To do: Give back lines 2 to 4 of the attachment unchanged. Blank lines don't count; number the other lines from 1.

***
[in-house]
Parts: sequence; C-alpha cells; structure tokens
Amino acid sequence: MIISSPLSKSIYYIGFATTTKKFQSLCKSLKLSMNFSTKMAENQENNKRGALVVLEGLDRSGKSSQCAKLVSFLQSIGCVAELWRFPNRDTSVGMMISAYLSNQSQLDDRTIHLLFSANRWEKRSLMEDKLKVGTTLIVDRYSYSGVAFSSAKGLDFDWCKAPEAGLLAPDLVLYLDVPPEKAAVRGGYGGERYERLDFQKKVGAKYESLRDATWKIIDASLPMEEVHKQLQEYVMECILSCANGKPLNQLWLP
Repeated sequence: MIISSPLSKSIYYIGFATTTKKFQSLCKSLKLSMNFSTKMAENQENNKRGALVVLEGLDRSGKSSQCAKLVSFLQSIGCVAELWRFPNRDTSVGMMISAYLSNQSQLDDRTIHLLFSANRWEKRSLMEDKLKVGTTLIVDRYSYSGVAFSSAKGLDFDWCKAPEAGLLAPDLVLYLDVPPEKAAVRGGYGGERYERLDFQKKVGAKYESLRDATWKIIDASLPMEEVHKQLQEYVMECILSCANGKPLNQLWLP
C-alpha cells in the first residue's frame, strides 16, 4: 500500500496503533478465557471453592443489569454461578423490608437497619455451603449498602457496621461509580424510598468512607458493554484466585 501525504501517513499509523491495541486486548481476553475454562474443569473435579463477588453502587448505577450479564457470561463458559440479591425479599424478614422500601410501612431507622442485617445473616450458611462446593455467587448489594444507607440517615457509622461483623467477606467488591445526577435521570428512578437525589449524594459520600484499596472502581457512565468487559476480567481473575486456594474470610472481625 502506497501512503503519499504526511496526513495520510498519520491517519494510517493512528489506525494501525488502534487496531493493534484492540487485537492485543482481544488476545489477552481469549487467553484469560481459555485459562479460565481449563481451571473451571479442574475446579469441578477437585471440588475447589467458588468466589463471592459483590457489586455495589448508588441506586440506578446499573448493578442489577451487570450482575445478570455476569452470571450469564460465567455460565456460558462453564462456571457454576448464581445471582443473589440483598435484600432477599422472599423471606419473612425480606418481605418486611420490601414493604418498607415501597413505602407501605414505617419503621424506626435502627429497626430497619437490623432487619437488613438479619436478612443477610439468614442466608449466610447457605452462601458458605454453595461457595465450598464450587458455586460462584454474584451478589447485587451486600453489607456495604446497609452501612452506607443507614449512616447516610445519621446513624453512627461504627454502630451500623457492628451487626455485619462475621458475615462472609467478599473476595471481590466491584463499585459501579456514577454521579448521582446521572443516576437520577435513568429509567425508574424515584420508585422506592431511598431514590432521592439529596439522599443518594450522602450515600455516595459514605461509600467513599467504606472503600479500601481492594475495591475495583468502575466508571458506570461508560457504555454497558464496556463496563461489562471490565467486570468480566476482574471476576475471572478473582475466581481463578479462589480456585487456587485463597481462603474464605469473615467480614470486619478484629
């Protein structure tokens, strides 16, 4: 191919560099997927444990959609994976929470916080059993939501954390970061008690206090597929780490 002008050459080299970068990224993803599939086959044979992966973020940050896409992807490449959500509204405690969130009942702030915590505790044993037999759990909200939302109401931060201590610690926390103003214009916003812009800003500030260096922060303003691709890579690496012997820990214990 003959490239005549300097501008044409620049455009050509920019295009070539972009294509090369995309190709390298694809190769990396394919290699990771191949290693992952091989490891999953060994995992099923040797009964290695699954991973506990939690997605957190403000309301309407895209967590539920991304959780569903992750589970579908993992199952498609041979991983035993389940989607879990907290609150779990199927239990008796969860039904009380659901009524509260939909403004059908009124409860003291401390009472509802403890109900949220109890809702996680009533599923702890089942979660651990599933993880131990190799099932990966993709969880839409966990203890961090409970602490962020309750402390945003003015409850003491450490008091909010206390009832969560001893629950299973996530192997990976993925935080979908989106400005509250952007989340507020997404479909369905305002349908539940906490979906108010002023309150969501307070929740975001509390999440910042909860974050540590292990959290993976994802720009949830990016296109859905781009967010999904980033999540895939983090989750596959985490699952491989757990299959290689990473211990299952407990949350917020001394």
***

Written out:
Parts: sequence; C-alpha cells; structure tokens
Amino acid sequence: MIISSPLSKSIYYIGFATTTKKFQSLCKSLKLSMNFSTKMAENQENNKRGALVVLEGLDRSGKSSQCAKLVSFLQSIGCVAELWRFPNRDTSVGMMISAYLSNQSQLDDRTIHLLFSANRWEKRSLMEDKLKVGTTLIVDRYSYSGVAFSSAKGLDFDWCKAPEAGLLAPDLVLYLDVPPEKAAVRGGYGGERYERLDFQKKVGAKYESLRDATWKIIDASLPMEEVHKQLQEYVMECILSCANGKPLNQLWLP
Repeated sequence: MIISSPLSKSIYYIGFATTTKKFQSLCKSLKLSMNFSTKMAENQENNKRGALVVLEGLDRSGKSSQCAKLVSFLQSIGCVAELWRFPNRDTSVGMMISAYLSNQSQLDDRTIHLLFSANRWEKRSLMEDKLKVGTTLIVDRYSYSGVAFSSAKGLDFDWCKAPEAGLLAPDLVLYLDVPPEKAAVRGGYGGERYERLDFQKKVGAKYESLRDATWKIIDASLPMEEVHKQLQEYVMECILSCANGKPLNQLWLP